Its location in the shadow of the Duomo and Battistero di San Giovanni isn’t the only drawcard, but it’s true to say that few of the city’s cafes have a view as good as that offered from the piazza terrace of Scudieri. The ever-present stream of tourists passing by can be annoying, but all is forgiven as soon as the exemplary coffee and delectable house-made pastries and cakes are sampled. Established in 1939, it has always been popular with locals, many of whom regularly stop for a quick coffee and sweet treat on their way to and from work.
Top tip: The cornetti (croissants) here are fabulous, making it an excellent location for breakfast.
Gelateria Pasticceria Badiani: top gelato destination
Known throughout Italy for the quality of its handmade gelato and sweet pastries, Badiani is located in the Campo de’ Marte neighbourhood just outside the historic city centre but is – as any local will tell you – well worth the walk. The house speciality is Buontalenti gelato, an icy concoction of cream, egg yolk and flavourings that are a heavily guarded house secret. Named after a 15th-century Florentine architect who worked for the Medicis, Badiani’s version of Buontalenti was refined by the café’s owner Orazio Pomposi, a founding member of Italy’s Comitato Nazionale per la Difesa e la Diffusione del Gelato Artigianale e di Produzione Propria (Committee for the Defense and Diffusion of Handmade and Homemade Gelato).
Top tip: The coffee is excellent here, and a caffè is the perfect accompaniment to gelato.
Caffè Bianchi: an authentic neighbourhood coffee stop
Pasquale Bianchi established his mixed business opposite the Chiesa di San Felice in 1921, selling tobacco, liquors and coffee to a predominantly local clientele. Little has changed here at Caffè Bianchi in the ensuing near-century, although a few slot machines, a range of wine, lotto tickets and a limited array of bar snacks have been added to the original offerings. Light on style but heavy on authenticity, it’s a convenient coffee stop for those visiting the nearby Pitti Palace and Boboli Gardens.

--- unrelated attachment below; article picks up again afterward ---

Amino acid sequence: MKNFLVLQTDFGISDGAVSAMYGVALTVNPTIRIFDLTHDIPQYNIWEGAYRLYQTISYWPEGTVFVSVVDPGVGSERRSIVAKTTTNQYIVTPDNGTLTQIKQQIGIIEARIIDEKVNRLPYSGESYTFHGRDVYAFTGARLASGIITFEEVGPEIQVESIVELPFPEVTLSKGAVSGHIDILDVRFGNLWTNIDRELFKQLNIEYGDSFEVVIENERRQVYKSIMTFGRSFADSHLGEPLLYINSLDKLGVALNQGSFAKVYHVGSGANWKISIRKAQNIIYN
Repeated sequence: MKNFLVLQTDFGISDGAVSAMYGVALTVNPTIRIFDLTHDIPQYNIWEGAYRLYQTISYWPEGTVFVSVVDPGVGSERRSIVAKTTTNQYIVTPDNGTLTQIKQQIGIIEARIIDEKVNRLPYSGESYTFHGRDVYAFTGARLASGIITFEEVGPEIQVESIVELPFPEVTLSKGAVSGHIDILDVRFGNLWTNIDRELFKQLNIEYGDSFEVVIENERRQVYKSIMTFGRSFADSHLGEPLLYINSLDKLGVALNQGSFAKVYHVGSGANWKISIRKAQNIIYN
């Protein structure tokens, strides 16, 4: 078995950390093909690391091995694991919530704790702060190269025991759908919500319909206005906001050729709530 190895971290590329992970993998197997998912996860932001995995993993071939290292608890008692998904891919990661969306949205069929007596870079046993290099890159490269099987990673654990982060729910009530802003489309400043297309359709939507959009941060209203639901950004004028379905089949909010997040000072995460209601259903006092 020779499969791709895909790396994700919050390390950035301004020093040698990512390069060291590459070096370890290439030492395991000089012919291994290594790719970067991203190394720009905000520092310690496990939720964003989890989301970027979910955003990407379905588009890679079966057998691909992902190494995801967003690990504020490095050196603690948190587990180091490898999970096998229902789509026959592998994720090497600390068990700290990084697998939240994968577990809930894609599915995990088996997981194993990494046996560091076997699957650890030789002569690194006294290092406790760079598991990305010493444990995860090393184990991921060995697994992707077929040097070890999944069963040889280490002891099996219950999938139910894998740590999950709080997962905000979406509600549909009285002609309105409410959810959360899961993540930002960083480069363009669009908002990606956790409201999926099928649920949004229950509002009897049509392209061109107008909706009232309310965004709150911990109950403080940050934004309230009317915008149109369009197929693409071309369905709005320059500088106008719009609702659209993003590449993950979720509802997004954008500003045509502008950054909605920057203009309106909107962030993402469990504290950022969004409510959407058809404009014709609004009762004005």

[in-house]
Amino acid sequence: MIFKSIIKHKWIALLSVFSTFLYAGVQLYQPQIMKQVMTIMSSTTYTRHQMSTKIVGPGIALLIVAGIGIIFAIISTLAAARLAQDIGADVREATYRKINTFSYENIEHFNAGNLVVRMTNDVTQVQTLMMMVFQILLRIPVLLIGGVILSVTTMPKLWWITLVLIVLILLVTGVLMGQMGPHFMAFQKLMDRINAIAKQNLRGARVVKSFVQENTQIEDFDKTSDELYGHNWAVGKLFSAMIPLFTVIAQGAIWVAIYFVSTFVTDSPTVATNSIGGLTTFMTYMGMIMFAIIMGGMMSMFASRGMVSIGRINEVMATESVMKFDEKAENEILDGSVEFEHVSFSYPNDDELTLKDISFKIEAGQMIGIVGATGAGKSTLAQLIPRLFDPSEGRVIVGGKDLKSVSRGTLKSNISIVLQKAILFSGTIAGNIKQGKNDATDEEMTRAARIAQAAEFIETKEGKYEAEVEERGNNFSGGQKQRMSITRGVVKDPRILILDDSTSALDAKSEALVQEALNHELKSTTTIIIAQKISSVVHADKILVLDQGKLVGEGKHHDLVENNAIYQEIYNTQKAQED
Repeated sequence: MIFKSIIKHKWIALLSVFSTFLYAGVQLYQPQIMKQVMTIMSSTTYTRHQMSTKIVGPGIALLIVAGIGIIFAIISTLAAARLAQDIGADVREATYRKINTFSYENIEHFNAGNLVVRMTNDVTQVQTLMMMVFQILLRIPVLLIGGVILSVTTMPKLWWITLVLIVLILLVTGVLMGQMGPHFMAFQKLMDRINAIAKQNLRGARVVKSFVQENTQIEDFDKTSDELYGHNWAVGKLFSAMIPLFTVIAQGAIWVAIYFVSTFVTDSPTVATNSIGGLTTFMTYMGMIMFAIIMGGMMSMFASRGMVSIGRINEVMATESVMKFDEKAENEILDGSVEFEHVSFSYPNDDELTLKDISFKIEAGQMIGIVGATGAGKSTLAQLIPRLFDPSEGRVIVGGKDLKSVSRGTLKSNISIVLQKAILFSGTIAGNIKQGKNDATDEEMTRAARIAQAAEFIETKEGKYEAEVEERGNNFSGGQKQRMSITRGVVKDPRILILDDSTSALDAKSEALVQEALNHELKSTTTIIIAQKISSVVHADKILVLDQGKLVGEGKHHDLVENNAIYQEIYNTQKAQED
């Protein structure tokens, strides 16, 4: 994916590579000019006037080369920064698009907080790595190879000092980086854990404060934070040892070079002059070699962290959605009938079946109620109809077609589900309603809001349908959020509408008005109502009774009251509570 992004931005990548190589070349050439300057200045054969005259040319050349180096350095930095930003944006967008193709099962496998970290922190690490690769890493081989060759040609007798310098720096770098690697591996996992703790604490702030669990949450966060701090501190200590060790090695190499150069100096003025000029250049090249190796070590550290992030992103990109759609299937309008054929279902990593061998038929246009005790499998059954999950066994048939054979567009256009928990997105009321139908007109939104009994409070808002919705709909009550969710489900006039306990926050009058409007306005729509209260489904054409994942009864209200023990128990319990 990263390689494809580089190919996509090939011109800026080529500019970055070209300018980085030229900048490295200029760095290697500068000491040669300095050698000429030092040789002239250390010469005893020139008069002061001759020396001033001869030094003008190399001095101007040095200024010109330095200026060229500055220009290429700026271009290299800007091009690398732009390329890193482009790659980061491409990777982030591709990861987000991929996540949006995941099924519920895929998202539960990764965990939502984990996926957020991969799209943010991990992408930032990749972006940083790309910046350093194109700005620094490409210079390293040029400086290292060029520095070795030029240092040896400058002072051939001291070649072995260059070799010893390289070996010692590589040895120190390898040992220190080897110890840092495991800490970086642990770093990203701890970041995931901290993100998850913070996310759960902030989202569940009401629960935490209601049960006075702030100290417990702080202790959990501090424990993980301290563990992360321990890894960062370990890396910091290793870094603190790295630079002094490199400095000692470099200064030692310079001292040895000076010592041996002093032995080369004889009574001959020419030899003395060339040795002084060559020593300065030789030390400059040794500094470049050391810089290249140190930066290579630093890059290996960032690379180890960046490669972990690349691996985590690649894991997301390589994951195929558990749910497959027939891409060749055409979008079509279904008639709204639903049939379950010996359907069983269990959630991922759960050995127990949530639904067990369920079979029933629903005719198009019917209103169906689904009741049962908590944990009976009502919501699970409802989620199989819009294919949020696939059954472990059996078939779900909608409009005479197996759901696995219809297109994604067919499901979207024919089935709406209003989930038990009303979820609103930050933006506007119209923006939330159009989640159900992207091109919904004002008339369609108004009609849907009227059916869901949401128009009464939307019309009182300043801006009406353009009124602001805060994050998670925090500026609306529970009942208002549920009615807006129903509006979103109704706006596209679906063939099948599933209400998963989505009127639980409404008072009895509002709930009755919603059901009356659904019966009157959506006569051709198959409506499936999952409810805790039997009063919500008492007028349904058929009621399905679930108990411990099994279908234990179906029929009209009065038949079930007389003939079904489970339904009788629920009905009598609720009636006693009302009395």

Top tip: It’s not worth paying to sit at the streetside tables here; grab a quick caffeine fix at the bar instead.
Procacci: delectable truffle panini
Until recently, most of the customers at Procacci were nearly as old as the business, which dates from 1885. However, its recent acquisition by the Antinori wine company and a major renovation has seen this dowager of Via de’ Tornabuoni reclaim its status as a place to see and be seen. When here, it’s de rigueur to snack on truffle-filled panini (small bread rolls) accompanied by a glass of chilled prosecco. This ambrosial combination can be enjoyed at any time of the day, but is perhaps best appreciated over lunch.
Top tip: Consider ordering a burro e acciughe (anchovy butter) panino along with your truffle choices.
Pasticceria Robiglio: traditional pastries and atmosphere
The narrow interior of this pasticceria (pastry shop) and café near Piazza della Santissima Annunziata in San Marco appears to have changed little since Pietro Robiglio first opened its door to customers in 1928. Still operated by members of Pietro’s family, Pasticceria Robiglio is known for treats such as torta campagnola, a creamy ricotta cake delicately flavoured with saffron and lemon.
Top tip: There are other branches around town, but this one at Via dei Servi 112r is the most atmospheric.